Rafael Henrique/SOPA Images/LightRocket via Getty Images, Brendan McDermid/Reuters
- The state of Massachusetts is escalating its months-long battle against trading app Robinhood.
- Regulators are seeking to cancel Robinhood’s license to prevent its use in the state.
- Robinhood says the move is “elitist and against everything we stand for.”
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Massachusetts regulators are seeking to revoke Robinhood’s broker-dealer license to prevent the trading app’s operations in the state.
William Galvin, the Secretary of the Commonwealth of Massachusetts, wrote in a Thursday filing Robinhood has “continued a pattern of aggressively inducing and enticing trading among its customers,” according to the Wall Street Journal.
The regulator in December accused Robinhood of failing to protect inexperienced investors from “unnecessary trading risks,” thereby violating state laws and regulations. It now points out Robinhood’s more recent decisions, like its promotion of cash rewards based on deposits, indicate a “firm culture which has not changed” since its complaint four months ago.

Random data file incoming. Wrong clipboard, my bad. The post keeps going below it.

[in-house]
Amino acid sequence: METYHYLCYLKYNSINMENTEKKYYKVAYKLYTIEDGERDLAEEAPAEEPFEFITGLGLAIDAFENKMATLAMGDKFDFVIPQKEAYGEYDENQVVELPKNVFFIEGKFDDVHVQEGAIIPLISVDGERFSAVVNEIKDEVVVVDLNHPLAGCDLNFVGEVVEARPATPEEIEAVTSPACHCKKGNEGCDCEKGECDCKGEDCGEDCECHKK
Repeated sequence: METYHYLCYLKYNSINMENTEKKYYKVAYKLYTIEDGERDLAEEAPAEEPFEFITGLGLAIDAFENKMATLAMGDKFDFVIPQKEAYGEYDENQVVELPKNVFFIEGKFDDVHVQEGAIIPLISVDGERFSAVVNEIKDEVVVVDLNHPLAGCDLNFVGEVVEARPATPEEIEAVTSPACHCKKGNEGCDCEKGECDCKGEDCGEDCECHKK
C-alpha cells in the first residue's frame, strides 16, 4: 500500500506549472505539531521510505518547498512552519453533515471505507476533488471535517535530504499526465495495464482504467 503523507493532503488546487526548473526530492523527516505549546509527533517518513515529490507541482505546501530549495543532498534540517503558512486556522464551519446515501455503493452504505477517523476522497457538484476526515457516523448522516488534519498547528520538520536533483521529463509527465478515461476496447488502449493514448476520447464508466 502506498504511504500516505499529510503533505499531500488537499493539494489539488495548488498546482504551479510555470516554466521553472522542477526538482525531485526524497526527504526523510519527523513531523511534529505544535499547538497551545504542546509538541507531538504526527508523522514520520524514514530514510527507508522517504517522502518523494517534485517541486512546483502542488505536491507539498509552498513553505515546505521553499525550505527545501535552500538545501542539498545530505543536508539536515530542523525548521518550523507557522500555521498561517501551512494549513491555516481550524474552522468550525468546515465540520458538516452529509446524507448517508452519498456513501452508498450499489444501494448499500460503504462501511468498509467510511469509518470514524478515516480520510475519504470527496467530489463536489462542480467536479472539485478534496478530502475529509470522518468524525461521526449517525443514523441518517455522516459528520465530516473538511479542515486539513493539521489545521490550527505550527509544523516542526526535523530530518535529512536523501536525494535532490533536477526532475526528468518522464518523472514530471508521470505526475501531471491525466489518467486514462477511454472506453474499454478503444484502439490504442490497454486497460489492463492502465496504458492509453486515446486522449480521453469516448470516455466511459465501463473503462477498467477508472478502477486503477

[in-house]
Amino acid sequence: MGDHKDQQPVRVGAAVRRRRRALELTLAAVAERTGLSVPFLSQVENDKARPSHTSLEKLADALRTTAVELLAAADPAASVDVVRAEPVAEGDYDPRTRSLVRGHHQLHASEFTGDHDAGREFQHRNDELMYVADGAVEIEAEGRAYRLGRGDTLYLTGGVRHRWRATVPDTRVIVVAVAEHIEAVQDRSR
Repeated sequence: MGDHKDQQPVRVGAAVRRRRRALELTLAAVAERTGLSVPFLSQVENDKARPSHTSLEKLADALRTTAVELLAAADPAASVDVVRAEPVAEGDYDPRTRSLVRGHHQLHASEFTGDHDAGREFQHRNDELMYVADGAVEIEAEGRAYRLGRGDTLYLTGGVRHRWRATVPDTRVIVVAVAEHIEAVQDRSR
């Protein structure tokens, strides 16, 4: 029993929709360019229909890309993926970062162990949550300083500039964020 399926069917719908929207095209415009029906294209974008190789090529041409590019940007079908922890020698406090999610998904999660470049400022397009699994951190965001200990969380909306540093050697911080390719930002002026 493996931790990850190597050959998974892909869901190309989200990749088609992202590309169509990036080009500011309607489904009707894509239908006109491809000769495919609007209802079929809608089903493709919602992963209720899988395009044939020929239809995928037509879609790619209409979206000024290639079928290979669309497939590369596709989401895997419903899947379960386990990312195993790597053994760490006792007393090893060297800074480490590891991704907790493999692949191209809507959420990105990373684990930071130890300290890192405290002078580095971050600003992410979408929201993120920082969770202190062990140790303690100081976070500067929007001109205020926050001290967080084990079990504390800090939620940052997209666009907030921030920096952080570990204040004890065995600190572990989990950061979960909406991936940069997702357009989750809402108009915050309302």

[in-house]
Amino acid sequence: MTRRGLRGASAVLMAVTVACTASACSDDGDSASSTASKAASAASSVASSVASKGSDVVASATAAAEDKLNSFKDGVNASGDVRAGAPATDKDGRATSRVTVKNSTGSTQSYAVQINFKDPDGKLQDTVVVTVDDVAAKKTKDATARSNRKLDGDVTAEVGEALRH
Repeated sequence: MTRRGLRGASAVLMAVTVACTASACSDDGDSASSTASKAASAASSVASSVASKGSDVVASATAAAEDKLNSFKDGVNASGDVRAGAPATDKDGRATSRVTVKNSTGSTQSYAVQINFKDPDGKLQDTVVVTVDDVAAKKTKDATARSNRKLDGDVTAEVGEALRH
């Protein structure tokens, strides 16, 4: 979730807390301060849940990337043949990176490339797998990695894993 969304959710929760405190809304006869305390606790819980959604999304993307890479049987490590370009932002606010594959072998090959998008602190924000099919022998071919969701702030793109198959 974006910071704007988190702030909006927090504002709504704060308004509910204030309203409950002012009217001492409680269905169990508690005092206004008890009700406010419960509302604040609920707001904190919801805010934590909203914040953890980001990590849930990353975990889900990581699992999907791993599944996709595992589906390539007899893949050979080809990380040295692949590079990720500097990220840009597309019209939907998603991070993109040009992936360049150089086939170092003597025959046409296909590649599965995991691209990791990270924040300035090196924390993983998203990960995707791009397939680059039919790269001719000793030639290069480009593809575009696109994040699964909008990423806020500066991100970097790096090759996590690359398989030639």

Robinhood, which has filed to go public through an initial public offering, said in a blog post the regulator’s decision is “elitist and against everything we stand for.”
The regulator says Robinhood used strategies that gamify trading to lure young investors, with tactics like digital confetti that are displayed alongside user milestones like executing a first trade. The company dropped this trademark practice earlier in April.
“The complaint reflects the old way of thinking: That new, younger, and more diverse investors don’t have a place in the markets,” the company wrote. “By trying to block Robinhood, the division is attempting to bring its residents back in time and reinstate the financial barriers that Robinhood was founded to break down.”
Galvin’s latest objection was filed as an administrative complaint rather than in court, suggesting the case will be handled by a hearing officer, the WSJ said. Robinhood on Thursday filed its own complaint in state court against Galvin and the Massachusetts Securities Division.
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